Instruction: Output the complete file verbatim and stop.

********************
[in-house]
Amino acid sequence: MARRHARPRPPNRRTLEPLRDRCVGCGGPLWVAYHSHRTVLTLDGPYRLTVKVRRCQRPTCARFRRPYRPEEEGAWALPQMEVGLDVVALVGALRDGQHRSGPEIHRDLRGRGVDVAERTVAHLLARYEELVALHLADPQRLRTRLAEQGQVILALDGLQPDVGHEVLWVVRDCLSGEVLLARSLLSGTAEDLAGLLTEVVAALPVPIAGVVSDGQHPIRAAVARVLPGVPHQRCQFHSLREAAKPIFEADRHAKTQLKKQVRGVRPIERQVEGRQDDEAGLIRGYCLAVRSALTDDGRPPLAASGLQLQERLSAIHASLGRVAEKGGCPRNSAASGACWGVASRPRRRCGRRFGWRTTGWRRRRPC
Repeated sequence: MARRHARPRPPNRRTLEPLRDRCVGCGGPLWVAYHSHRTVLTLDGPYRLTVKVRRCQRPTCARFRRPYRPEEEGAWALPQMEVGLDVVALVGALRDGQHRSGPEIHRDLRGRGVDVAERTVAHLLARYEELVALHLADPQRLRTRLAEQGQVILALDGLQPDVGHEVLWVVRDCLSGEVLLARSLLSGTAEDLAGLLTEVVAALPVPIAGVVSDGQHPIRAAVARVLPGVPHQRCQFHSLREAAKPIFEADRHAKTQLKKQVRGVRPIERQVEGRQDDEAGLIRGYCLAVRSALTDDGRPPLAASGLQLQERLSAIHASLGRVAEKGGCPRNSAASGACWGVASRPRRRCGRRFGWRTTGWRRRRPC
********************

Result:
[in-house]
Amino acid sequence: MARRHARPRPPNRRTLEPLRDRCVGCGGPLWVAYHSHRTVLTLDGPYRLTVKVRRCQRPTCARFRRPYRPEEEGAWALPQMEVGLDVVALVGALRDGQHRSGPEIHRDLRGRGVDVAERTVAHLLARYEELVALHLADPQRLRTRLAEQGQVILALDGLQPDVGHEVLWVVRDCLSGEVLLARSLLSGTAEDLAGLLTEVVAALPVPIAGVVSDGQHPIRAAVARVLPGVPHQRCQFHSLREAAKPIFEADRHAKTQLKKQVRGVRPIERQVEGRQDDEAGLIRGYCLAVRSALTDDGRPPLAASGLQLQERLSAIHASLGRVAEKGGCPRNSAASGACWGVASRPRRRCGRRFGWRTTGWRRRRPC
Repeated sequence: MARRHARPRPPNRRTLEPLRDRCVGCGGPLWVAYHSHRTVLTLDGPYRLTVKVRRCQRPTCARFRRPYRPEEEGAWALPQMEVGLDVVALVGALRDGQHRSGPEIHRDLRGRGVDVAERTVAHLLARYEELVALHLADPQRLRTRLAEQGQVILALDGLQPDVGHEVLWVVRDCLSGEVLLARSLLSGTAEDLAGLLTEVVAALPVPIAGVVSDGQHPIRAAVARVLPGVPHQRCQFHSLREAAKPIFEADRHAKTQLKKQVRGVRPIERQVEGRQDDEAGLIRGYCLAVRSALTDDGRPPLAASGLQLQERLSAIHASLGRVAEKGGCPRNSAASGACWGVASRPRRRCGRRFGWRTTGWRRRRPC